par•a•digm (p r -d m , -d m ) n.

1. One that serves as a pattern or model.

2. A set or list of all the inflectional forms of a word or of one of its grammatical categories: the paradigm of an irregular verb.

3. A set of assumptions, concepts, values, and practices that constitutes a way of viewing reality for the community that shares them, especially in an intellectual discipline.

You may remember the old story about paradigms?

A man was taking a Sunday drive on a beautiful country road. The road was filled with twists and turns. All of a sudden a red car went whizzing by with a woman hanging out the window screaming and pointing her finger – “Pigs” She screamed “Pigs!” This upset the man greatly. Why would she be pointing and cussing at me – I didn’t do anything? I’m minding my own business and trying to enjoy my Sunday ride. He was perplexed and angry that someone would call him a “Pig”..??

All of a sudden, he drove around a blind curve, and low and behold the road was blocked by 5 large pigs! He slammed on his breaks and swerved, just missing the pigs in the road.
The woman was trying to warn him about the pigs in the road. His set paradigm was that she was angry with him about driving. He was stuck in his own paradigm and failed to see.

Do You Need To Change Your Paradigms?

You may be the one holding your company back from growing at the pace it should. Your ideas and paradigms may be reducing the profits in your company.

I do a lot of consulting work with people who are putting on seminars and events. One promoter recently came to me to talk about his events. He wasn’t happy with the results he was getting from the events.

He was putting on 3-day events and walking away with only $30,000 to $40,000. I told him outright he should stop doing these events if that’s all the money he was going to make.

It’s too much work for such a small payday. You see, most people think of an event as just the 3 or 4 days you’re in the city at the hotel, attending the event. All promoters know that’s just the beginning. You have a 3 to 6 month marketing cycle (and that time frame is growing all the time), you have all the preparation ahead of time, you have speakers to schedule and contracts to get signed, not to mention the hotel and all those issues, plus all the staff you have to send to the event, and then there’s the after-action items that happen after the event – packing to leave, event follow-up marketing, etc.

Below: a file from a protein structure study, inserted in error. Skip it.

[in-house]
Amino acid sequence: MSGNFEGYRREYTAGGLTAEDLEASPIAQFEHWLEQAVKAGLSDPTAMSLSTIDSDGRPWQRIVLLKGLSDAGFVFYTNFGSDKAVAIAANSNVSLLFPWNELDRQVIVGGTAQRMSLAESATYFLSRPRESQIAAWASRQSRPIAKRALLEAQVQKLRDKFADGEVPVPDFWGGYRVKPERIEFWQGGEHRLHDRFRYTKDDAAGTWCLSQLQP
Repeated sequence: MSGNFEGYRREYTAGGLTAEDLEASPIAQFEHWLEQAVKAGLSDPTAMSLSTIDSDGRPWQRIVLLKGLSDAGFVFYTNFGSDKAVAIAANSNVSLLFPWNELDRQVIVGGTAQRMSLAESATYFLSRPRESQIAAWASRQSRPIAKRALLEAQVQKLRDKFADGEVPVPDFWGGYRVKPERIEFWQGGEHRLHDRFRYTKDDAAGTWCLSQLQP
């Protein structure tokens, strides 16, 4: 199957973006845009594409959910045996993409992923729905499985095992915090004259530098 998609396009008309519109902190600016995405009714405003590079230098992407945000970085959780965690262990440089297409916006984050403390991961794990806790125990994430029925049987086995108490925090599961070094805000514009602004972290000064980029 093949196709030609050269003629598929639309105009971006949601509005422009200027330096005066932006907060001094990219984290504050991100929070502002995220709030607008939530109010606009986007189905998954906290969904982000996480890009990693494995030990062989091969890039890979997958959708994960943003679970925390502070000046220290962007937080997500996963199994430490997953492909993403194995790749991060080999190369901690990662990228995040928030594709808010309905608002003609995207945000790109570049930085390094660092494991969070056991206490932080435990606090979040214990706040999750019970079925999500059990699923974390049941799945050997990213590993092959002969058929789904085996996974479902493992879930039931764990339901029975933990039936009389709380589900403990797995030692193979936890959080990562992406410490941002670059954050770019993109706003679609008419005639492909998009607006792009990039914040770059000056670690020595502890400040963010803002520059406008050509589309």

That’s just the tip of the iceberg.

This promoter was using an event model I have never seen used before. Based on his results, it seems obvious why nobody else is using his model. He was using a very soft sell approach (actually it was more of a no sell approach) from stage. He didn’t actually bring in any outside speakers. Instead, he set the stage up to look like a bookstore with a shelf of books and courses behind him and at strategic times throughout the 3 days, he would pull somebody’s course from the shelf and talk about what it was and why it was important for them to have it. Then, he would proceed with whatever he was teaching.

He had a book store set up outside the room in the hallway where people could go purchase these various courses. His deal was if they sold somebody else’s product, he kept 60% and the product owner got 40% since the product owner/speaker didn’t have to travel to his event and incur the cost of speaking, the promoter kept the 60% instead of the usual 50/50 split.

The reason this promoter used this event model was that he felt like it was his job to teach his attendees everything they needed to know about his topic area, and since he couldn’t get all the information he wanted to teach in 3 days, there was no way for him to bring in outside speakers to sell. He also believed he could only bring in speakers that were directly related to his very narrow topic.
He was the problem. His concept, his view, his paradigm that he had to “teach” people everything, was severely limiting the profit his company could make at an event.
He didn’t even understand that people want to learn about areas that are related to the main topic, but that might broaden their views or help them grow into another aspect of their business.

He didn’t want to turn his event into a sell-a-thon, but he could be making more money, a lot more money, at his events, still give people a good education, and make a nice profit – all at the same time. A win-win for everyone.
We started by adding an additional day to his events, making them 4 days instead of 3. We also added hours to his events by starting earlier and finishing later. Both of these strategies allowed this promoter to add outside speakers while maintaining the integrity of his event, but adding a significant amount of money to his bottom line profits at his events.

Examine your ideas and attitudes about what you’re doing to see if there is another, better way to do things. You make more money, your clients are happy and everybody wins.

Moral of the story….. Don’t let your paradigms be the reason your business doesn’t grow.

Author's Bio: 

Diane Conklin is one of the co-founders of Complete Marketing Systems whereas a marketing and business strategist she specializes in showing entrepreneurs and small business owners how to use direct response marketing to integrate their online and offline marketing strategies, media and methods, to get maximum results from their marketing dollars so they consistently outperform their competition by measuring their marketing and strategically using multi-media campaigns to stand alone in their marketplace as the go-to provider for their products and services. For more information go to